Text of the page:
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Implementation and Evaluation of Dispersion-Invariant Features for Signal Classification

Okopal, Greg (2007) Implementation and Evaluation of Dispersion-Invariant Features for Signal Classification. Master's Thesis, University of Pittsburgh. (Unpublished)

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When a sound wave interacts with an object, the acoustic energy may excite resonances in the object corresponding to its natural modes of vibration. The backscattered wave will then contain information which can be used to distinguish among different objects. As the wave propagates, it can be changed by the propagation channel, which complicates automatic classification of the echo. For example, in a dispersive channel, the duration of the wave increases with propagation distance. Our goal is to identify features of propagating waves that may be used for automatic classification. In this work, we implement and test a class of moment-like features that are invariant to specific propagation effects, in particular dispersion. Our tests of the classification utility of the "dispersion-invariant moments" (DIMS) are performed on numerical models of dispersive propagation and acoustic scattering from steel shells. We consider the case of real dispersion relations and in the conclusion discuss the implementation of complex dispersion and a future direction for research.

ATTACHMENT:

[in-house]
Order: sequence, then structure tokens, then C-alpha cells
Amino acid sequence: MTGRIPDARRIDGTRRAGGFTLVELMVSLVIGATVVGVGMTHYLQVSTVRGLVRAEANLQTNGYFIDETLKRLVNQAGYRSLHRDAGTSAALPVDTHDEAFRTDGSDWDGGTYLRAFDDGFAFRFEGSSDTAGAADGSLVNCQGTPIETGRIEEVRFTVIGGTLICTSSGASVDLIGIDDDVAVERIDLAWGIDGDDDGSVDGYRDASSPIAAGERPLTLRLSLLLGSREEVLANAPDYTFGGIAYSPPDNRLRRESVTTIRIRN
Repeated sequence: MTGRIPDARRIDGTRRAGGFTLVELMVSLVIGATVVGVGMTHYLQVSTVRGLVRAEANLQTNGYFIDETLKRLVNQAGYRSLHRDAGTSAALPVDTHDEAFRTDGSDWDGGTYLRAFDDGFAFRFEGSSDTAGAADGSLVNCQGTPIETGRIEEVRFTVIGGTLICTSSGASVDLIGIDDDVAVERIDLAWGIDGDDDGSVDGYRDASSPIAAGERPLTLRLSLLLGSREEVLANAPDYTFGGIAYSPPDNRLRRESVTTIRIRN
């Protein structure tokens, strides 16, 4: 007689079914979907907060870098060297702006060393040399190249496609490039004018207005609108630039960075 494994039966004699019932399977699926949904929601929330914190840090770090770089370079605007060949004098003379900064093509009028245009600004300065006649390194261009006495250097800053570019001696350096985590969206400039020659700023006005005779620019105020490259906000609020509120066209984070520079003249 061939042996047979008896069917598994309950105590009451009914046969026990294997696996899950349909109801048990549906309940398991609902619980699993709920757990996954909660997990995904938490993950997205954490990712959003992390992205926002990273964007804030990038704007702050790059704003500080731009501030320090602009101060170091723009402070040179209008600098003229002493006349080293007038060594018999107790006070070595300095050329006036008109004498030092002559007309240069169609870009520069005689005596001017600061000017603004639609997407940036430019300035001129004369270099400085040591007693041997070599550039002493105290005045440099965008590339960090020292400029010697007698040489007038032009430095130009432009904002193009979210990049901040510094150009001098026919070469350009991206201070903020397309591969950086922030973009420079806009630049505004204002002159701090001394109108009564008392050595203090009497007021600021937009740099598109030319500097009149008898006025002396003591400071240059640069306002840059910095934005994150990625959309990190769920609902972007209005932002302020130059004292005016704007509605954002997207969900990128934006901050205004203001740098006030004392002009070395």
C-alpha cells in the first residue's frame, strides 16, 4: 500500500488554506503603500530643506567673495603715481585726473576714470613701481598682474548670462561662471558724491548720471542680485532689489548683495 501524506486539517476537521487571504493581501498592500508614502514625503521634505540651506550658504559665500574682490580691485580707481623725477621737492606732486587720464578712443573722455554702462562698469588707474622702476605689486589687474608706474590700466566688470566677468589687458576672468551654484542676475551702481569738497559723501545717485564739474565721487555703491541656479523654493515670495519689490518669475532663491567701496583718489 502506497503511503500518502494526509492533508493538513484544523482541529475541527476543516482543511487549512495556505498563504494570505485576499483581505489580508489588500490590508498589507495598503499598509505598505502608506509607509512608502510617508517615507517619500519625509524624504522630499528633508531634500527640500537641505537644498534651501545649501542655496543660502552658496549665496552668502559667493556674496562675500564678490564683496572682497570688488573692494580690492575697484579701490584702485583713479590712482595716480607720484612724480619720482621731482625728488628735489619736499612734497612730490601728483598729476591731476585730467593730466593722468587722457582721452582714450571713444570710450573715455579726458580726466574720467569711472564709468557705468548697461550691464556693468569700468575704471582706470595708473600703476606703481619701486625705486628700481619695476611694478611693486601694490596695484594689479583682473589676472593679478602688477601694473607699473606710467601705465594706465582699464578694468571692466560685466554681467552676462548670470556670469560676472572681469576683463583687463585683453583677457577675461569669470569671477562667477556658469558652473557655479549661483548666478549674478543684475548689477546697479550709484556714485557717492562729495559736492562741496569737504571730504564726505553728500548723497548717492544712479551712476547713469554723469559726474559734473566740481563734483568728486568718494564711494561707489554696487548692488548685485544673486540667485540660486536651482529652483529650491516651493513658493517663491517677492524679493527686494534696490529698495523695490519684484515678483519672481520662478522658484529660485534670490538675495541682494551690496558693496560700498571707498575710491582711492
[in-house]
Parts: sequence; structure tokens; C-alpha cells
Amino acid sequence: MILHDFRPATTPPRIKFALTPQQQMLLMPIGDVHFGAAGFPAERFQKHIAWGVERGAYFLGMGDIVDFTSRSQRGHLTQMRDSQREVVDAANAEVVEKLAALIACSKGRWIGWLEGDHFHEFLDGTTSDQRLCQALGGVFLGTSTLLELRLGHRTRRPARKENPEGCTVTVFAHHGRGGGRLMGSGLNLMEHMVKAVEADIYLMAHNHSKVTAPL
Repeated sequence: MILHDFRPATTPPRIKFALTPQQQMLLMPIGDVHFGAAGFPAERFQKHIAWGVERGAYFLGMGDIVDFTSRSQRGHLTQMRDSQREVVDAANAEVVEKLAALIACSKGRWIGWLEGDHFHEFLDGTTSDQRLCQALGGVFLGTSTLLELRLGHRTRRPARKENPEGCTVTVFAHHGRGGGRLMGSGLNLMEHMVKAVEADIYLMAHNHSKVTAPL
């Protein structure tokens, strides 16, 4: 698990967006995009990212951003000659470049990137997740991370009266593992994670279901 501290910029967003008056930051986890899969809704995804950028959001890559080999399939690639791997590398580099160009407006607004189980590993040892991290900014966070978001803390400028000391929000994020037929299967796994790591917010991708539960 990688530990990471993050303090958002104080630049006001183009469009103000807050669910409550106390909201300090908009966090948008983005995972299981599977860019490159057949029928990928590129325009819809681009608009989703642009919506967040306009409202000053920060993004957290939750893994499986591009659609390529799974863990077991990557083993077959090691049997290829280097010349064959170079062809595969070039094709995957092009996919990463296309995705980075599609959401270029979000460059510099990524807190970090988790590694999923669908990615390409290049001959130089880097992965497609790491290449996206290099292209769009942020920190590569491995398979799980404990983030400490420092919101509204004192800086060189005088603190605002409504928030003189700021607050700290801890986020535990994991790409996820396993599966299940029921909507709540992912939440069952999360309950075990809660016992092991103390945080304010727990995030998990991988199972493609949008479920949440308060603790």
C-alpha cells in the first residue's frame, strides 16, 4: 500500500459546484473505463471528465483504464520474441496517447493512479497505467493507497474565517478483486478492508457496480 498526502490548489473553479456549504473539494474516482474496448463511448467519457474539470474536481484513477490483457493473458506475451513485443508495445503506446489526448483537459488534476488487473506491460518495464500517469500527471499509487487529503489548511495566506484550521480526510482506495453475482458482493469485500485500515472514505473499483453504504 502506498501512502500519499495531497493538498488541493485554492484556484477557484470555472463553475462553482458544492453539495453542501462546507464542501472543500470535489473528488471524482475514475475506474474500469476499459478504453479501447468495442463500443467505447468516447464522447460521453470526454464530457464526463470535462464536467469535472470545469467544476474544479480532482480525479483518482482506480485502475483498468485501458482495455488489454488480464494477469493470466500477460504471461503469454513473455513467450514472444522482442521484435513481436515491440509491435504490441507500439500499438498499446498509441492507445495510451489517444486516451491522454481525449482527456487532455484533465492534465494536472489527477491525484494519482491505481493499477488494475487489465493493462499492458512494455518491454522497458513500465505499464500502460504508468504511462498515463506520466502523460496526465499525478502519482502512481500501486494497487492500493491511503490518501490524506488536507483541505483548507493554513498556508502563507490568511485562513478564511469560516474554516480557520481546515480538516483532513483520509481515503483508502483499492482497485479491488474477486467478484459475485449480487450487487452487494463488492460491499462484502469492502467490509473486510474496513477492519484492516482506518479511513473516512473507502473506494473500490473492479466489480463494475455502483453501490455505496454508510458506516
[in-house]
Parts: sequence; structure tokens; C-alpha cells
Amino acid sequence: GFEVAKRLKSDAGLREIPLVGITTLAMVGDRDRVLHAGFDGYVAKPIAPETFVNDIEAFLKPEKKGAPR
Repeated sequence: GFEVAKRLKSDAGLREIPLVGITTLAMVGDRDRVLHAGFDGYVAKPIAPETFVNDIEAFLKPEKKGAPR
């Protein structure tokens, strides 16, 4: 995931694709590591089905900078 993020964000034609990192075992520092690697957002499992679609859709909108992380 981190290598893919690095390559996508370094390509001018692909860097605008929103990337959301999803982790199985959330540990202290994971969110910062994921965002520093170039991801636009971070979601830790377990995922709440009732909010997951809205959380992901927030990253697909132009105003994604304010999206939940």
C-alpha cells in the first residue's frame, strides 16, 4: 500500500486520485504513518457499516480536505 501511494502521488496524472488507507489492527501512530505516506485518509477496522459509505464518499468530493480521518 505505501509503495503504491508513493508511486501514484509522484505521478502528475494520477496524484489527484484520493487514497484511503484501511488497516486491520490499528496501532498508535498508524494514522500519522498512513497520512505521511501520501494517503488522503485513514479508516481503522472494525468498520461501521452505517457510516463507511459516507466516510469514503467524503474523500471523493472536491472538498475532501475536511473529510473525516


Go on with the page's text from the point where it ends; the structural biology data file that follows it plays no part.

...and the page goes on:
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Item Type: University of Pittsburgh ETD
Status: Unpublished
CreatorsEmailPitt UsernameORCID
Okopal, Greggno1@pitt.eduGNO1
ETD Committee:
TitleMemberEmail AddressPitt UsernameORCID
Committee ChairLoughlin, Patrickloughlin@engr.pitt.eduLOUGHLIN
Committee MemberEl-Jaroudi, Amroamro@ee.pitt.eduAMRO
Committee MemberBoston, Robertboston@engr.pitt.eduBBN
Date: 12 June 2007
Date Type: Completion
Defense Date: 14 December 2006
Approval Date: 12 June 2007
Submission Date: 26 March 2007
Access Restriction: No restriction; Release the ETD for access worldwide immediately.
Institution: University of Pittsburgh
Schools and Programs: Swanson School of Engineering > Electrical Engineering
Degree: MSEE - Master of Science in Electrical Engineering
Thesis Type: Master's Thesis
Refereed: Yes
Uncontrolled Keywords: ocean acoustics; sonar; time-frequency analysis
Other ID:, etd-03262007-140932
Date Deposited: 10 Nov 2011 19:32
Last Modified: 17 Apr 2023 14:37


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